Review Fix Exclusive: Inside ‘The Butcher of Paris

Review Fix talks with comic writer Stephanie Phillips on her current comic mini-series, THE BUTCHER OF PARIS, on the monstrosity of eponymous serial killer, Marcel Petiot, what horrors of anti-Semitism can lead to and her upcoming series for Aftershock Comics, ARTEMIS AND THE ASSASSIN.

Review Fix: You mentioned in the epilogue of the first issue, you were doing research based on the Nazi occupation of France, when you came across Marcel Petiot, the eponym Butcher of Paris. What compelled you to write the story?

Stephanie Phillips: The story of Marcel Petiot stuck with me. I have always been interested in history and this story gave me a unique opportunity to show a side of WWII that I don’t think is very common. It’s a serial killer in Nazi-occupied Paris hunted by the Gestapo and the French police… it’s one of those stories that’s so crazy it could only be true.

Review Fix: What research did you do to write this story, also how was the research and creative process like?

Phillips: There are only a few, mostly academic, books about Petiot out there, but I read everything that even mentioned his name. I also learned a lot about Paris during WWII to better understand the period when the city under the occupied rule. Finding specific information about some of the other characters, like Detective Massu, was a little more challenging. This information primarily came from newspaper articles about any case that mentioned Massu. The hardest part was understanding that I had five issues of the comic and hundreds of pages worth of research. I wanted to strike a balance between the story and the history, and not lose track of the actual story – the people involved – while including historical fact.

Review Fix: The story is set during and inspired by past events during World War II, however it feels that it is a reflection of the current rise of anti-Semitic attacks, would you say so?

Phillips: Yes, I see a lot of modern-day connections to a story that primarily discusses complicity and empathy. In college, I had the opportunity to meet Elie Wiesel, a Holocaust survivor and the author of Night. Until his death, Wiesel was an educator hoping to help a younger generation connect to history on a personal level and, hopefully, not repeat the mistakes of the past. Wiesel once said, “We must take sides. Neutrality helps the oppressor, never the victim. Silence encourages the tormentor, never the tormented.” I hope that The Butcher of Paris asks the reader to consider the themes of silence, empathy, and complicity and how we can apply those to modern-day rhetoric concerning fascism, Nazism, and hate speech of any kind.

Review Fix: The Butcher of Paris is a historical crime-drama, with that said, in Issue#2, Detective and Commissaire Georges-Victor Massu pick a devil mask and sees one of the victims of Petiot being tortured. Is there a supernatural element to the story and what is the significance to that scene?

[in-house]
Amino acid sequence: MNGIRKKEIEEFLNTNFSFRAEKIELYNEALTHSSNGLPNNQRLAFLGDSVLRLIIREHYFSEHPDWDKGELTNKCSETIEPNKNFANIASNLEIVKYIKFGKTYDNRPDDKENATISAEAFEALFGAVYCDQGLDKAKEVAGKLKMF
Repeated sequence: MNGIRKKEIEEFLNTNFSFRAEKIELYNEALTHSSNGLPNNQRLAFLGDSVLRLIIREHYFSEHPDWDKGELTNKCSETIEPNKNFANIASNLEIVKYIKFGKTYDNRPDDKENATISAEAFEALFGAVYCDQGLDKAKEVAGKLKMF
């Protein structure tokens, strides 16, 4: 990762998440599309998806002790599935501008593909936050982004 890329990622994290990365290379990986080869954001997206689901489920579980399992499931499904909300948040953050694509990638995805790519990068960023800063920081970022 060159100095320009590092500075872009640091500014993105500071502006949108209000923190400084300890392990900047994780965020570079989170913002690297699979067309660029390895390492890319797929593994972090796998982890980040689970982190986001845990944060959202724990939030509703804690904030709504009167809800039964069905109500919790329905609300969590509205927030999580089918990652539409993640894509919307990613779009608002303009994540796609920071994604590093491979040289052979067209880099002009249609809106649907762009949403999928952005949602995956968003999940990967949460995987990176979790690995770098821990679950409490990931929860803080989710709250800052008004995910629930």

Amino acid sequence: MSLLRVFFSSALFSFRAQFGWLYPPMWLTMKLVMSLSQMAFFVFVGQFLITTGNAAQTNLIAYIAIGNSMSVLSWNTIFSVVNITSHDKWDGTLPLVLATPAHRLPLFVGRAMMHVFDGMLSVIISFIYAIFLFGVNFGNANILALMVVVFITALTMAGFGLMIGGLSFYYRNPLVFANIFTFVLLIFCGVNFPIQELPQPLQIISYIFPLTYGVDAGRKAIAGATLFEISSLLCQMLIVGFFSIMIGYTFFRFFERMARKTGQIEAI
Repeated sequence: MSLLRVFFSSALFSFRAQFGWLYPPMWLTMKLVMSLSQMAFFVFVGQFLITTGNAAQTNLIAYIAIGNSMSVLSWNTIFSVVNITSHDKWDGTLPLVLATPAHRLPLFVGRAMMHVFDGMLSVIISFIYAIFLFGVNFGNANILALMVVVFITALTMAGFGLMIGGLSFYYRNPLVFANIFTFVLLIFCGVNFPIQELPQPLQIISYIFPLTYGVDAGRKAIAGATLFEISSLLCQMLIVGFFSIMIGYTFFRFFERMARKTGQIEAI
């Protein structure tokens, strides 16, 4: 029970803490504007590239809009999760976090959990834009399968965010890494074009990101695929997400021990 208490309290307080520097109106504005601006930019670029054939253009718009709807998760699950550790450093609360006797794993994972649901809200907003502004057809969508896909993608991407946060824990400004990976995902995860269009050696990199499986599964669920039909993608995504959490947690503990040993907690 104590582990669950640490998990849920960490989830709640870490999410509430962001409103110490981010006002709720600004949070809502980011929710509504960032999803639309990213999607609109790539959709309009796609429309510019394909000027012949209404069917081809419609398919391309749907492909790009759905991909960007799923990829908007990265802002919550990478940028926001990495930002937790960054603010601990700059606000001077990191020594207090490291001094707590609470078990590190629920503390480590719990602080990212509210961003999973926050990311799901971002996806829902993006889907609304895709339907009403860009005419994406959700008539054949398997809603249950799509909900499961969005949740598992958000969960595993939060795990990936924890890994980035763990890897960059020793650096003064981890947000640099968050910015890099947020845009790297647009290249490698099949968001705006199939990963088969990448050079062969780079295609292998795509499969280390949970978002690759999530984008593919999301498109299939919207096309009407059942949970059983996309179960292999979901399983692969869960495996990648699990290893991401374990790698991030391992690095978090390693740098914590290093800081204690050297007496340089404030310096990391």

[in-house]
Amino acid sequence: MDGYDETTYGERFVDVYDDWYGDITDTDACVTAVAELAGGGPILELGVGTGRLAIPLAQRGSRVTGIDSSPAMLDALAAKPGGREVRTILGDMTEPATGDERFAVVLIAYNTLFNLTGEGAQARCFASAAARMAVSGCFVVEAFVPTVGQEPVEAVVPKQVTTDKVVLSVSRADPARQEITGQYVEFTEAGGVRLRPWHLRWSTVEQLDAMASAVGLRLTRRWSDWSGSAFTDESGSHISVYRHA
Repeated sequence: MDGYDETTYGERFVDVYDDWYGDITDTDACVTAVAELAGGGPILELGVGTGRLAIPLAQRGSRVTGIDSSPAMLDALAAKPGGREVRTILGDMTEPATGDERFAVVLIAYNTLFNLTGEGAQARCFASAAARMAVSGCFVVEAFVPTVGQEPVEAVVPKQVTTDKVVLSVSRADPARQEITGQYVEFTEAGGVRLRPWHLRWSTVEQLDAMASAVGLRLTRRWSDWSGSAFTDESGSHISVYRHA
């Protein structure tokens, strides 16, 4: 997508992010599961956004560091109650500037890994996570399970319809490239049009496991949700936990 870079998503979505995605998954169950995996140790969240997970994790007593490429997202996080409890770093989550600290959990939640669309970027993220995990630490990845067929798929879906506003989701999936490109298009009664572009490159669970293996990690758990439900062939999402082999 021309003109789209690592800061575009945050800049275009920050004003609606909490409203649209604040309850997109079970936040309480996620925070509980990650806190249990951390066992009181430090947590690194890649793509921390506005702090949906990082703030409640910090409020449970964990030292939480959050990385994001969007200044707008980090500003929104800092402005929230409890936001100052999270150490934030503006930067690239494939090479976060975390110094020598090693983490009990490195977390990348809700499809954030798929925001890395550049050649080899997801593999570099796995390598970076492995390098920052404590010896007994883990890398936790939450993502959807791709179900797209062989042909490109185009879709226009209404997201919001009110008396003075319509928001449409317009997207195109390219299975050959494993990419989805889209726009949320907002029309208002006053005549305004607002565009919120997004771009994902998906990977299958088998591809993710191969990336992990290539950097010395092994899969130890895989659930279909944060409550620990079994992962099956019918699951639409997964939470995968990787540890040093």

Phillips: No supernatural element. Massu’s mind is working overtime and we get a glimpse of what Massu is picturing here. Massu knows that something terrible happened in this room, and his mind is speculating in gruesome detail. Sometimes, nothing is as worst as our own imaginations.

Review Fix: What do you want the audience to get from reading this story?

Phillips: That Dean Kotz, Jason Wordie, and Troy Peteri are a fantastic team and should be working on more books together!

Apart from that, I can only speak to my intention of writing about empathy and complicity. This was a difficult time and I hope some of the nuances of the relationships taking place in Nazi-occupied Paris come through in the story.

Review Fix: Maya, a skilled assassin from the future is sent to kill Virginia Hall (codename Artemis), a famed World War II Allied spy, though unexpected developments happen in which their lives are forever alter. How did you come with the story of ‘Artemis and the Assassin’?

Phillips: I like writing about things that are out of place and about history, so sending an assassin through time to cooperate with a WWII spy hits all the buttons for me. While taking a lot of inspiration from history, there are also a lot of elements from different mythologies embedded throughout the story.

Review Fix: It appears that both women have been “pitched headlong through time”, without spoilers, where or rather when are Maya and Artemis going to?

Phillips: Part of the fun of a time travel story is allowing your characters to interact with unexpected places. Without giving too much away, the story plays with the Wild West, ancient Egypt, WWII, and more.

Review Fix: What is it like working with artists Meghan Hetrick and Francesca Fantini, to bring this story to life?

Phillips: Meghan and Francesca are both extremely talented artists. Both have these unique abilities to render the most life-like facial expressions that I think add so much to Maya and Virginia throughout the book. At times, I just wanted to remove all dialogue and let the expressions and body language of the characters speak for the entire page. It’s fascinating to watch Meghan and Francesca bring the story to life on the page.

About Brian Moreno 36 Articles
As a fanatic of popular culture, Brian Moreno is into anime, comic books, films, music albums, video games and so much more and when given the chance, he likes to review them. He is into Super Mario, Batman, Daredevil and Star Wars. He also enjoys long walks on the beach and watching the sunset.

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